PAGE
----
There are essentially three definitions of the scout rifle. First, there’s Col. Jeff Cooper’s definition, which is largely credited for setting the parameters of such a firearm. The popular definition, meanwhile, is any bolt-action rifle with an extended-eye-relief scope. And finally, there’s the definition(s) conjured by everyone else. The Mossberg MVP Scout clearly meets the last two. It allows for a forward-mounted optic and is exactly what Mossberg thought a scout rifle should be. Cooper would have likely called it a “pseudo scout.”
Regardless, like all commercial scout rifles designed in the 21st century, the MVP Scout is an interpretation of Cooper’s conceptualized general-purpose rifle. While not adhering to every element of his specifications, the MVP Scout exemplifies the essence of the concept. It is a powerful, fast-handling, highly portable rifle, well suited to hunting, protection and survival.
To build a scout rifle, Mossberg took its MVP design and made two important alterations. First, the company installed a synthetic stock, which weighs only 29 ounces. This injection-molded stock, with formed stippling at the wrist and fore-end, is much sleeker than the lumberyard-looking wood stocks found on other MVP versions. It comes with 2.5-inch Picatinny rails mounted to the left and right sides of the fore-end. These allow for the attachment of a light and laser, and while these devices are most applicable to the protection role of the scout rifle, where legal they are proving useful to hog hunters operating under the cover of darkness. The rails are easy to remove if you don’t need them.
The second addition was an 11.5-inch Picatinny rail, running from the rear of the action to 5.5 inches forward of the receiver. This rail has 27 slots and allows for the mounting of a traditional scope, a scout scope or a red-dot sight. Integral to the rear of the rail is a fully adjustable, ghost-ring aperture sight with a .18-inch opening. The rail is attached with four screws: one in the rear, two at the front receiver ring and one on the barrel.
Other features of note include an oversized bolt handle, Mossberg’s adjustable Lightning Bolt Action trigger and a threaded muzzle capped off with a flash suppressor. There’s also a red, fiber-optic front sight that stands out like a lighthouse beacon in dark timber. Even with its heavy-contour, 16.5-inch barrel, the Mossberg MVP weighs less than 7 pounds (without magazine and scope).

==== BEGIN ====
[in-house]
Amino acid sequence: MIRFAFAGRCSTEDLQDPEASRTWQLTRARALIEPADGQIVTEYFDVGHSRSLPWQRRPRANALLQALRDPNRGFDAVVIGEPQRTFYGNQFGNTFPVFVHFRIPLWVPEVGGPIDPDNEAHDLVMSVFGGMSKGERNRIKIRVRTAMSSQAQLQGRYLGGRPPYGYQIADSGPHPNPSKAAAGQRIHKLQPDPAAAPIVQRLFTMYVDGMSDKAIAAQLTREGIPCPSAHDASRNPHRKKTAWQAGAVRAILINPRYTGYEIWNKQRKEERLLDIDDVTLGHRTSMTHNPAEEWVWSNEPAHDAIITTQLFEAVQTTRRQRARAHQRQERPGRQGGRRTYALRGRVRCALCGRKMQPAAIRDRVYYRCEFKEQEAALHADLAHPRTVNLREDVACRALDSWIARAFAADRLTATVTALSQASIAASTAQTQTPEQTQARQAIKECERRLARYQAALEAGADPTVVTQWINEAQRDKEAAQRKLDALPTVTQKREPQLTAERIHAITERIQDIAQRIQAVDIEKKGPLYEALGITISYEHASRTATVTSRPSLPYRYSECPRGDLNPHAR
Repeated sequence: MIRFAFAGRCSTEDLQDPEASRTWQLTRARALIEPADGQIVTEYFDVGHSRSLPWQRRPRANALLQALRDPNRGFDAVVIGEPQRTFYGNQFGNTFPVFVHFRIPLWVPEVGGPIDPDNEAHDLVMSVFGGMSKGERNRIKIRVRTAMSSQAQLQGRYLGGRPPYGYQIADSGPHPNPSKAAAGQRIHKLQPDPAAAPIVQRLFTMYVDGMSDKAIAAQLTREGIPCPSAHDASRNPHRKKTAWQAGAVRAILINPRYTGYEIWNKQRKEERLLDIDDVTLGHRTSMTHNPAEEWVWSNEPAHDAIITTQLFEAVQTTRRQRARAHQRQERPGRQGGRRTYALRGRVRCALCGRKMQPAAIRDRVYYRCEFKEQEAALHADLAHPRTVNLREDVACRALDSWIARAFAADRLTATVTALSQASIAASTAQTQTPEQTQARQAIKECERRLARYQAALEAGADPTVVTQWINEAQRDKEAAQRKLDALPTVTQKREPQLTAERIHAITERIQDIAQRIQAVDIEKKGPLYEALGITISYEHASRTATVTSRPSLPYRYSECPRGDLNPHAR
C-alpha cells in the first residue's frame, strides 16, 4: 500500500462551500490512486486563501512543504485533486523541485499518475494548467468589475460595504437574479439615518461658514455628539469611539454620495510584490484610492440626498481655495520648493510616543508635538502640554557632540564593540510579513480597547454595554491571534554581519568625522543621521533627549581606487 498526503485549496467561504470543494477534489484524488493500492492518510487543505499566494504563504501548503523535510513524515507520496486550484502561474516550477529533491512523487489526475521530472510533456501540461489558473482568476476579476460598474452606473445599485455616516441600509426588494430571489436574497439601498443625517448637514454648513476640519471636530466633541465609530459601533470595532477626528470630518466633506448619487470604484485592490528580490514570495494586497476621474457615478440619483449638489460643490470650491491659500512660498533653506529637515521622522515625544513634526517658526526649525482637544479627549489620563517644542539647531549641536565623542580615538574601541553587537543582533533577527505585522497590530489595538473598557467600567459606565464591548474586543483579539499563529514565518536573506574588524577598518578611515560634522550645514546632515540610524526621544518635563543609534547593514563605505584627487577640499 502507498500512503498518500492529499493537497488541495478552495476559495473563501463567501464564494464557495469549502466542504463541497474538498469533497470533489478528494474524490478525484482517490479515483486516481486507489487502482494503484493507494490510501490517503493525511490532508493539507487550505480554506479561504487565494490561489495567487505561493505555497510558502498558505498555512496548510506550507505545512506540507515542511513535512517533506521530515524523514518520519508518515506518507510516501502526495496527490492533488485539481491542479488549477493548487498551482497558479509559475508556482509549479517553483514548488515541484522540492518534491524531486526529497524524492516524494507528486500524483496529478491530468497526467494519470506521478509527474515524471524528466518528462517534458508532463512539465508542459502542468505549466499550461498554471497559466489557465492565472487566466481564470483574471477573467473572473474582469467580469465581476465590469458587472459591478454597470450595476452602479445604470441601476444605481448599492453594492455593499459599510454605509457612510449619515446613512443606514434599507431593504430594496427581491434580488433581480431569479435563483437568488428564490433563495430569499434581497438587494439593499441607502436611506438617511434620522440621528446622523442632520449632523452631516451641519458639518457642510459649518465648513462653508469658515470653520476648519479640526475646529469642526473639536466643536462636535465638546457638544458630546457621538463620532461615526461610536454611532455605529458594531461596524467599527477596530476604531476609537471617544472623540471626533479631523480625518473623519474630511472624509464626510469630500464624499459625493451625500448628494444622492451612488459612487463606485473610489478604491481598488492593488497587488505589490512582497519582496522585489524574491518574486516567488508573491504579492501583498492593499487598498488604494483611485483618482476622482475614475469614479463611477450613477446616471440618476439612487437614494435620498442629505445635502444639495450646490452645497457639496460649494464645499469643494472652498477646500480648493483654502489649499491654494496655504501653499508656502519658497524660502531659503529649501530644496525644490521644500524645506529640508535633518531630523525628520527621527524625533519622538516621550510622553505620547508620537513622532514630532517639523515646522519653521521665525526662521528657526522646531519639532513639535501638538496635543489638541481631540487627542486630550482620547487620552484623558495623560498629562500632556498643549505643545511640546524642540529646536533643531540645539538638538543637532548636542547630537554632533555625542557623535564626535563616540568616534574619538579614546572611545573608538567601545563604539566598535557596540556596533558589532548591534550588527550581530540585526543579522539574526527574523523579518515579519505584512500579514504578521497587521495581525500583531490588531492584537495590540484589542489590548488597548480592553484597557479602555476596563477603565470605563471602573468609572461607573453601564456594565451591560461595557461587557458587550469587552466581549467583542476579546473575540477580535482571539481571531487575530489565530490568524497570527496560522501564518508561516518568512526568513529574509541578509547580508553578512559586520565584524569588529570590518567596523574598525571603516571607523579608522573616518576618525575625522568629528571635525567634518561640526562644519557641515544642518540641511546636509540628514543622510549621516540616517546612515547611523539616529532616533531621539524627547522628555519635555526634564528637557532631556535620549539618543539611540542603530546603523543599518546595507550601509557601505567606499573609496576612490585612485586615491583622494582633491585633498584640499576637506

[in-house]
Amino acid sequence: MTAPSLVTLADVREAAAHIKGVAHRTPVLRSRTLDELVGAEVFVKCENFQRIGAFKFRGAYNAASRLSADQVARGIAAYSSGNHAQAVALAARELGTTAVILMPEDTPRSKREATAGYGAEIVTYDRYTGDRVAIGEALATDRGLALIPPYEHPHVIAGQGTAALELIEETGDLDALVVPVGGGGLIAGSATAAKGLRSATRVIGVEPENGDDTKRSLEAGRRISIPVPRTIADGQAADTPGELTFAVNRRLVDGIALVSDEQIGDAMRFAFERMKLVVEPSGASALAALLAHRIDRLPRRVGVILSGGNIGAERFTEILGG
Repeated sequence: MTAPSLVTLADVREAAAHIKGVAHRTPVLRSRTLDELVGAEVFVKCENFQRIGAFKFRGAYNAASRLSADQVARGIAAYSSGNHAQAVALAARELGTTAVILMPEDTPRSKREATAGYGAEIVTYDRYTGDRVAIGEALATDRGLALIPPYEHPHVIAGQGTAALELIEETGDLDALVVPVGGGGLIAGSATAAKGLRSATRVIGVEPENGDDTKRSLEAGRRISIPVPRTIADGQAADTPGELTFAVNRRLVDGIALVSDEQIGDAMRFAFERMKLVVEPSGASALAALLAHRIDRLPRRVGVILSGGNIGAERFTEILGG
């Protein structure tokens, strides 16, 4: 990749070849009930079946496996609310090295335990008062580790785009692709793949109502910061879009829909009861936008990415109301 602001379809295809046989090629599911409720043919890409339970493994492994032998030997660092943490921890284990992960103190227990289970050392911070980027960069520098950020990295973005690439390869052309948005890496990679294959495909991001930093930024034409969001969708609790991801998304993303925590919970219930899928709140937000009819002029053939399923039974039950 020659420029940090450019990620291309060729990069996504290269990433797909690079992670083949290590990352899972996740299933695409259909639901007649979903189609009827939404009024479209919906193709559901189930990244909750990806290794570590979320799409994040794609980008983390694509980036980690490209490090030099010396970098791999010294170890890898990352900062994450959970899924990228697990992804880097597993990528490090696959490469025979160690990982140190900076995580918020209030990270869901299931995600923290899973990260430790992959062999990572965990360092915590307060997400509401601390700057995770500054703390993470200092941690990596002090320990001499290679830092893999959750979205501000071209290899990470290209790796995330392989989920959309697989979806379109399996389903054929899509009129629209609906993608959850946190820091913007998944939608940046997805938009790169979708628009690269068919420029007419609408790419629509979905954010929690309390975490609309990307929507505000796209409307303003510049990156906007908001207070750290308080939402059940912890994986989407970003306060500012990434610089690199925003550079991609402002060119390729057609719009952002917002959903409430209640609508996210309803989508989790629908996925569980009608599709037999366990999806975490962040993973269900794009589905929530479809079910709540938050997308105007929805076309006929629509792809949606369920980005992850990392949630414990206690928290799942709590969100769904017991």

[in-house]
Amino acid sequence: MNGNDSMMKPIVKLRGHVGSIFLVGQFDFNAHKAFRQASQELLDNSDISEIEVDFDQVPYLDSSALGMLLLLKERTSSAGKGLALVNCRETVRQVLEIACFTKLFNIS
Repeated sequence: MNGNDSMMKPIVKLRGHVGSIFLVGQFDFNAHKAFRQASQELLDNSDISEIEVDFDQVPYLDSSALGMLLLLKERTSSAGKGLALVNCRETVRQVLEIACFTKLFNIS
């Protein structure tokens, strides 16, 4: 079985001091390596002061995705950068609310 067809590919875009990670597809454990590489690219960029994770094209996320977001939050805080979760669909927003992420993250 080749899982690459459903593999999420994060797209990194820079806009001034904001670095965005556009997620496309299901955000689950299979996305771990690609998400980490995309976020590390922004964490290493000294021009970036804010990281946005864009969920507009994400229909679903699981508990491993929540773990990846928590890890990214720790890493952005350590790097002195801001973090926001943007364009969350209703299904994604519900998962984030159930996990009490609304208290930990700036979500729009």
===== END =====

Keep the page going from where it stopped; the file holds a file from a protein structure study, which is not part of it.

One of the most appealing features of the MVP platform is its acceptance of either AR-10 or M14 magazines. A recessed button just forward of the magazine well operates the single-release, dual-locking system. Depressing this button simultaneously moves the front and side magazine catches. Such compatibility has immense appeal due to the aftermarket availability of both magazine types. The rifle ships with a 10-round metal magazine, but I did almost all shooting with Magpul’s excellent 10-round PMag.
I spent a lot of time with the MVP Scout Mossberg sent for testing. This was partly because I’ve been conducting an in-depth study of the scout rifle concept and partly because I genuinely liked the rifle. I used the MVP Scout while taking the Advanced Scout Rifle Course at Gunsite Academy, and I also carried it to South Africa on safari. My logbook says I’ve fired the MVP Scout 686 times as of this writing without a single feeding or extraction issue.
The only problem involved the optics rail; the front barrel screw worked loose after about 150 shots. I judiciously applied blue Loctite, which held the rail in place for about 300 more rounds. As bad as this might sound, it’s a problem endemic to all barrel-mounted, scout-like rail systems, particularly when exposed to lots of rounds fired in a very short period. I suggested to Mossberg that the rail use a more robust, two-screw barrel attachment, and I think the folks there were listening.
The rifle was a bit finicky when it came to ammunition. Fortunately, it liked Nosler’s 165-grain AccuBond Trophy Grade load well enough that I was confident to take it to Africa. Cooper specified a scout rifle should be capable of 2 MOA or better accuracy, and the MVP Scout, while not a tack driver, met this requirement. Surprisingly, the MVP Scout’s lightness did not make the rifle uncomfortable to shoot. The reasonably straight stock and soft recoil pad helped with this for sure.
I mounted a Leupold VX-2 IER 1.5X-4X-28mm Scout Scope and used it during the Gunsite course and while in Africa. Though the scope’s eye relief did not permit me to position the ocular bell forward of the ejection port, the full-length rail sort of made that point moot. For snap-shooting, the combination worked very well. From port arms, I was able to repeatedly put three shots into a 5-inch circle at 25 yards in less than seven seconds.
Several warthogs, a steenbok and a kudu fell to the MVP Scout. For the warthogs and steenbok, I’m not sure I could have been better armed. I took them with quick shots at close to moderate ranges and in good light. The kudu was a different story. The rifle was more than up to the task, but the optic’s configuration left a lot to be desired. The range was long, and the end-of-day light was dim. I’d have been better off with a more traditional scope, which would have easily fit on the lengthy rail.
While the Mossberg MVP Scout may not be an exact representation of Cooper’s concept, it’s still a versatile, utilitarian rifle. It’s very compact and light enough for all-day carry. It has enough precision and reach for most hunting or protection chores. And, it’s handy and operates reliably. It’s also one of the least expensive commercial scout rifles on the market. Mossberg offers the rifle alone and as a package that includes a UTG extended-eye-relief scope. I’d pass on the version with the gawky scope and buy my own optic, along with a tube of Loctite Red 271.